In the inner chamber where Pausanias saw the well, he must have found a door, the second of the two mentioned in the Chandler inscription, which opened into the eastern cella (Fig. 7). When he had seen the objects there, he retraced his steps past the well and the mark of the trident, and entered by the small door in the west wall, the Pandroseum, where stood a temple which was συνεχὴς τῷ ναῷ τῆς Ἀθηνᾶς. That Pausanias on approaching the Erechtheum should call it Ἐρέχθειον and then on leaving should call it ναὸς τῆς Ἀθηνᾶς is not only quite in keeping with that stylistic tendency which Robert has termed oratio variata (Pausanias als Schriftsteller s.v.) but has a simple and natural explanation. The first name for the temple was that of the western part which he entered first and found to be double; the last name was that of the eastern part which he visited last. The name for the whole was determined by that part which was most prominently in his thought at the time. He gives not the slightest hint that Athena had any share in the temple until he has described the contents of the διπλοῦν οἴκημα. Properly speaking the western part of the building was the Erechtheum, and the eastern, the temple of Athena; but the name of either half spread to the whole, a natural tendency which gave the Parthenon its name, and readily intelligible in the case of the Erechtheum in view of the traditional intimacy of the two divinities recorded in Homer. When Pausanias speaks of the tholos at Epidaurus a second time, he does not call it by that name, but οἴκημα περιφερές. As for the dog of Philochorus, one may believe simply that the creature passed through the Erechtheum proper into the Pandroseum (Petersen, op. cit., p. 143).

The theory was at one time put forward that a staircase afforded communication between the western cella and the higher eastern cella, but several considerations establish the fact that they had a common level. The conclusive argument is that there are no cuttings in the rock for the cross-wall between the two cellae, although that rock lay only 1-1.50 m. below the base of the wall. In its rough and sloping surfaces (Fig. 9) there is not a single trace of a bed for a foundation which the supposed heavy cross-wall would demand. The rock betrays no evidences whatever of preparation to receive a foundation. The contention that points of rock were broken off is absurd. The foundations for the outside walls go down to and rest in such beds, that of the west wall being an illustration. Those who believe that the heavy cross-wall supported roof beams besides serving as a terrace wall for the western cella 3 m. lower than the eastern, seem not to have thought that such a wall would need a well cut bed in the rock. Now the east wall, the thinnest in the building, has a foundation which, though it consists of eight courses of heavy poros blocks, rests in deep cuttings in the rock. Under one block of the lowest course, lies a smaller block of poros which also rests in deep cuttings in the rock. Why did not the eastern interior cross-wall likewise have a bed for it cut in the rock, especially since its foundation was so shallow, only two or three courses of poros, and not eight as in the case of the eastern wall? The only bit of outside wall which does not rest in cuttings in the rock is that at the southwest corner, but there the few courses below the lintel of the door rested on an object of cult of some sort which made impossible the normal foundation, while the weight above the lintel rested on the heavy block in the west wall and the firmly founded wall just east of the door.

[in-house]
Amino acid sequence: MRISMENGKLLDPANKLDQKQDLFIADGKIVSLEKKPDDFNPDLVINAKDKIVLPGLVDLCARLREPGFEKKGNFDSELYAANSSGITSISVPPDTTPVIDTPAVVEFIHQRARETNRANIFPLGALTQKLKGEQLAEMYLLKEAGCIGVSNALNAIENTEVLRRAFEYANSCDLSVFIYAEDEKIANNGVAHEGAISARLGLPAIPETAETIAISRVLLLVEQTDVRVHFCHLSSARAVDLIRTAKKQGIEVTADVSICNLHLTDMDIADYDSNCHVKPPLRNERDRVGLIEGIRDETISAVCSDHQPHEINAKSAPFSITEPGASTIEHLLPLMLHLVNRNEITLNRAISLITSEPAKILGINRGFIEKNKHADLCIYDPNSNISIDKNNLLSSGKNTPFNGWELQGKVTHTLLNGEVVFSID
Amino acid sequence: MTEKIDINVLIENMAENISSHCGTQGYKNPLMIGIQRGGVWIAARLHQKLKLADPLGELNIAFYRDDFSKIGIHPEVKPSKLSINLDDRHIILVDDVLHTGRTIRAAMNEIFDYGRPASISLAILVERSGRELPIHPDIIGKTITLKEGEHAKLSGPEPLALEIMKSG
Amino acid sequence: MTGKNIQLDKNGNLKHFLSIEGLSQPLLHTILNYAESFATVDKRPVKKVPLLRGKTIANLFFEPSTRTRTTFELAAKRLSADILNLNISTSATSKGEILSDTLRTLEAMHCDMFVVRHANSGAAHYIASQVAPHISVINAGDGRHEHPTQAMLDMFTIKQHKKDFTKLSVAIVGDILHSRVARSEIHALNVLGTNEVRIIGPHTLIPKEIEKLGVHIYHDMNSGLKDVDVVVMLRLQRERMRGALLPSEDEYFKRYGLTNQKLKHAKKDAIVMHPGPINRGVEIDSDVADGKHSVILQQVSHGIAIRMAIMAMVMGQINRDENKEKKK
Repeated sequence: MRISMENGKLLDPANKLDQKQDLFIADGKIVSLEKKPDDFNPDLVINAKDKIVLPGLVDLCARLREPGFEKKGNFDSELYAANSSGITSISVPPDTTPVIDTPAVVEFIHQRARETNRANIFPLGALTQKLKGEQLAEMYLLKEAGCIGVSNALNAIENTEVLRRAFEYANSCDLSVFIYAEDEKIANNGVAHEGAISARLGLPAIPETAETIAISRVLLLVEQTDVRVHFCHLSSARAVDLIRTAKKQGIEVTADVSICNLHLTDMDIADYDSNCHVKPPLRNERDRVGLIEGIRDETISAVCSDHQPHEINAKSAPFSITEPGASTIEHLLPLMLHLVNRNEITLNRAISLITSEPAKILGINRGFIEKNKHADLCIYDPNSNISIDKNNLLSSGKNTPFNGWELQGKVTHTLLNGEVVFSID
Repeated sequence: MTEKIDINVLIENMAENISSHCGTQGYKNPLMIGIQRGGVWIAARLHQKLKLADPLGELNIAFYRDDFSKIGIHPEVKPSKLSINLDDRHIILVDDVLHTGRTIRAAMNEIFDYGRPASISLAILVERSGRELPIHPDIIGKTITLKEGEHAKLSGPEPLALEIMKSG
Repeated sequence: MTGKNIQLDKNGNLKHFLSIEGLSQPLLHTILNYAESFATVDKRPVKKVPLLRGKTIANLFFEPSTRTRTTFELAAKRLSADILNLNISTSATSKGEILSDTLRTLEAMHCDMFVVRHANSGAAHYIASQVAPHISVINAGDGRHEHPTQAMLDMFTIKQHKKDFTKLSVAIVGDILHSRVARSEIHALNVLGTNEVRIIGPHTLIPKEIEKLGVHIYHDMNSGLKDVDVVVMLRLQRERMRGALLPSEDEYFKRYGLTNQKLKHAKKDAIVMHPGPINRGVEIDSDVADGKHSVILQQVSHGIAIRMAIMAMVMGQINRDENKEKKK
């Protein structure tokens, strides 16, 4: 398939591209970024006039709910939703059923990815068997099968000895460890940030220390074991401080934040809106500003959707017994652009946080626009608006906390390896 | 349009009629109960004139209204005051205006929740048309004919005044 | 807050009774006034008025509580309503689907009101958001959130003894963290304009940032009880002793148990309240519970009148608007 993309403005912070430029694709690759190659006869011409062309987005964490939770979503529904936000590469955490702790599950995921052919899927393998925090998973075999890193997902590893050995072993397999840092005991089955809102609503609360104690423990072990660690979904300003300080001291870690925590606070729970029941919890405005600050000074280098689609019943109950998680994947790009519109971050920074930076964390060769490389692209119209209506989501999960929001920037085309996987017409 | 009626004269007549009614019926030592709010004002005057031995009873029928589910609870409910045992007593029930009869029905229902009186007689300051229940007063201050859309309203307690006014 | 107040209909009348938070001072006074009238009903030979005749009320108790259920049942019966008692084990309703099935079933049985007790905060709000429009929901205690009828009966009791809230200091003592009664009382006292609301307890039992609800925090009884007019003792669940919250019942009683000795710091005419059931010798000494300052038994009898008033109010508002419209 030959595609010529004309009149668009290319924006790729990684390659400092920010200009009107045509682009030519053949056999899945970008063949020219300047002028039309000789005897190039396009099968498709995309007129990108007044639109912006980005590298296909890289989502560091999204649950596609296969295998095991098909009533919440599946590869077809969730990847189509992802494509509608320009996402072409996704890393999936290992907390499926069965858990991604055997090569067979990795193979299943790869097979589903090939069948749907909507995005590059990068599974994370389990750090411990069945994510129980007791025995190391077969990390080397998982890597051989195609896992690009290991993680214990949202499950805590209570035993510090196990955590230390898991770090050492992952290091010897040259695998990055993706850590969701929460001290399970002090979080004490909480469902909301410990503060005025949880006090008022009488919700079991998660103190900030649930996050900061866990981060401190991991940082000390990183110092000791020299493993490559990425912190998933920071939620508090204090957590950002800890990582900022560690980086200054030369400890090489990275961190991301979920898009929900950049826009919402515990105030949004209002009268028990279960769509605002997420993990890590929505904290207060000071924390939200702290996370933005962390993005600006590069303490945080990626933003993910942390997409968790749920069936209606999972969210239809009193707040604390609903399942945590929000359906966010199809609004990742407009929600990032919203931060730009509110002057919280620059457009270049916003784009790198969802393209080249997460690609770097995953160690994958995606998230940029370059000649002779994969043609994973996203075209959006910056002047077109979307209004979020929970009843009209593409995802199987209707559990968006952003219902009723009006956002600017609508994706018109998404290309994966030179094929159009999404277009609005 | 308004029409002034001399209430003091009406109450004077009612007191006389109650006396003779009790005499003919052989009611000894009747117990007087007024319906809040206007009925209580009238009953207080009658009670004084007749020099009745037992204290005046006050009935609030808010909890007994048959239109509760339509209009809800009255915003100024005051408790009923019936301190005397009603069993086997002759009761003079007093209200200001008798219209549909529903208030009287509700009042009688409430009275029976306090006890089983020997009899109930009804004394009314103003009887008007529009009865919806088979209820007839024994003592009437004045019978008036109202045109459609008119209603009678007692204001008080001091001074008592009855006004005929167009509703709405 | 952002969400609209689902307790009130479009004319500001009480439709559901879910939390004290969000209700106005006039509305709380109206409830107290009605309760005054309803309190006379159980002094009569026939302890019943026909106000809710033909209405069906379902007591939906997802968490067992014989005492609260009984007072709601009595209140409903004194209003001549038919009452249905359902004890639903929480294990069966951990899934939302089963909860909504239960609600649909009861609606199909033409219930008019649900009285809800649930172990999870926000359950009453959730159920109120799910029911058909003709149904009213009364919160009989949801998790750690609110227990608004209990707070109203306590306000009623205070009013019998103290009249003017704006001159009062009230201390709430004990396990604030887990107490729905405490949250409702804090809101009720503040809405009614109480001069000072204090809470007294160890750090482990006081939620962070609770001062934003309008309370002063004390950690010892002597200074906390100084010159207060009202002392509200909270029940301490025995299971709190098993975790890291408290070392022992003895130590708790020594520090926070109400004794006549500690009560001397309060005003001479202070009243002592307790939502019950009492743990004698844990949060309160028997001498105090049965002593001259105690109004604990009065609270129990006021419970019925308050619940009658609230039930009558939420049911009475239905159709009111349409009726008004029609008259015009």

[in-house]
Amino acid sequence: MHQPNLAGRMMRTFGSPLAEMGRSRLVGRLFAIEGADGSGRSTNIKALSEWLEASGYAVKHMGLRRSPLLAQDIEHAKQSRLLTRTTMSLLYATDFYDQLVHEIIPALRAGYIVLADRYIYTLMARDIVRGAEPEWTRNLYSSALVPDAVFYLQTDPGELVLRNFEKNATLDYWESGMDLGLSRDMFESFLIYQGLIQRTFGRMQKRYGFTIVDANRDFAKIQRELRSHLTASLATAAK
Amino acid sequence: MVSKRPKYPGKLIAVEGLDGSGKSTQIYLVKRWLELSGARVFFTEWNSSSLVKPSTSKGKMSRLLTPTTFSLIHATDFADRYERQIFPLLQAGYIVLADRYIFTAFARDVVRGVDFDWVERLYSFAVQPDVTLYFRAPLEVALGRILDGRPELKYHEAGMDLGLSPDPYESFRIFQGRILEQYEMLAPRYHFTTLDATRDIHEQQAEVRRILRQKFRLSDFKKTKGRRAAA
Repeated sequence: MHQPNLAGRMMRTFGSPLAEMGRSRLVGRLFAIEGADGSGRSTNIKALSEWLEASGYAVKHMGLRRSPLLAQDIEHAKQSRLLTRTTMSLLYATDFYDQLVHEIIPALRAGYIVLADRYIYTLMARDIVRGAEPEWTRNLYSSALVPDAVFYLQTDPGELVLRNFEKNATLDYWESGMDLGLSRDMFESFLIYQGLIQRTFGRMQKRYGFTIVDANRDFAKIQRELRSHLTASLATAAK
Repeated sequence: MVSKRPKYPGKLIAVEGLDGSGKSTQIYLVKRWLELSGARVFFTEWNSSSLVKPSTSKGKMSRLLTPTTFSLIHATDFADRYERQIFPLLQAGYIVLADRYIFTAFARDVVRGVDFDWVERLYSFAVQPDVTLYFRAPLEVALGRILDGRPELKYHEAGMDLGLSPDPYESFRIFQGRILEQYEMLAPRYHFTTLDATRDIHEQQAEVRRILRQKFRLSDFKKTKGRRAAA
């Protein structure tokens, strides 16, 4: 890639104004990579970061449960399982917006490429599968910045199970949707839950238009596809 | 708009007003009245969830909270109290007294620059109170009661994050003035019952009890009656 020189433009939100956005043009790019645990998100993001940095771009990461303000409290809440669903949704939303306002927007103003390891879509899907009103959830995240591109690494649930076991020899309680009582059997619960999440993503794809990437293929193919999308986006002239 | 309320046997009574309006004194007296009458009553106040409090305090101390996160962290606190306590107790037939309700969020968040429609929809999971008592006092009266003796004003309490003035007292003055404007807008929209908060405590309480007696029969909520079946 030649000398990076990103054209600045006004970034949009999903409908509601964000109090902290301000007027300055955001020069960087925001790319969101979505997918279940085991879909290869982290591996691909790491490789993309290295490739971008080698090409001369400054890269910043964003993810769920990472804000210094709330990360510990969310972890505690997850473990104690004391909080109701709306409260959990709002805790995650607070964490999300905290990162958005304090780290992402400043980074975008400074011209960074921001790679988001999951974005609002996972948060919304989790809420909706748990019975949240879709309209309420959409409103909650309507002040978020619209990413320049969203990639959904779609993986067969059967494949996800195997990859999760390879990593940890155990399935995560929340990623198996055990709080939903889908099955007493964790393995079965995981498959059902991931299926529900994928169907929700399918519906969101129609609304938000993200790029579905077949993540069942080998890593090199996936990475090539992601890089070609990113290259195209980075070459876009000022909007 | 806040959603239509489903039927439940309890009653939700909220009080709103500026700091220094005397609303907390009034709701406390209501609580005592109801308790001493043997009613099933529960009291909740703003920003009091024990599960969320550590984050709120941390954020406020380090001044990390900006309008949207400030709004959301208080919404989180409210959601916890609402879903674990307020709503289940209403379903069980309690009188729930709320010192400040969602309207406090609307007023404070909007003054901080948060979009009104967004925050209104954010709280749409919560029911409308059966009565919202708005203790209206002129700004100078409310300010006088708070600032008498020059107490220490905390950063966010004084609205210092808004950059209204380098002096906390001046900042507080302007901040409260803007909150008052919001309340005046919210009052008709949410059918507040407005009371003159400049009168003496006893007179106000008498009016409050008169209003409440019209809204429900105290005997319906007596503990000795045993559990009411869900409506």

The champions of the accepted plan of the Erechtheum must explain a striking inconsistency in construction presented by the two interior cross-walls. The western, a screen-wall (D'Ooge, The Acropolis of Athens, p. 202) which reached only five courses above the orthostates and supported no other weight whatever, had a foundation which rests partly in cuttings in the rock, while the eastern interior wall which reached quite to the ceiling, supported the weight of it, besides being of the nature of a terrace wall, had a foundation which rested only on the rough and sloping rock. How is this inconsistency to be explained?

The inconsistency cannot be avoided. The logical inference from the facts is one which makes Pausanias intelligible. The eastern cross-wall could not have reached to the ceiling except at the ends where the blocks keyed into the side-walls and shared their foundations. The inference that this wall for its entire length must have been as high as the traces on the side walls is altogether unnecessary. Except at the ends this wall was as high as the other partition-wall, and like it supported no weight. The pilasters lessened a span of thirty feet by perhaps two feet and with the outside walls served to support a heavy cross-beam. Wall-pilasters are not unknown in Greek architecture as the temples of Apollo at Bassae and the Heraeum at Olympia prove (Frazer, op. cit., III, p. 589).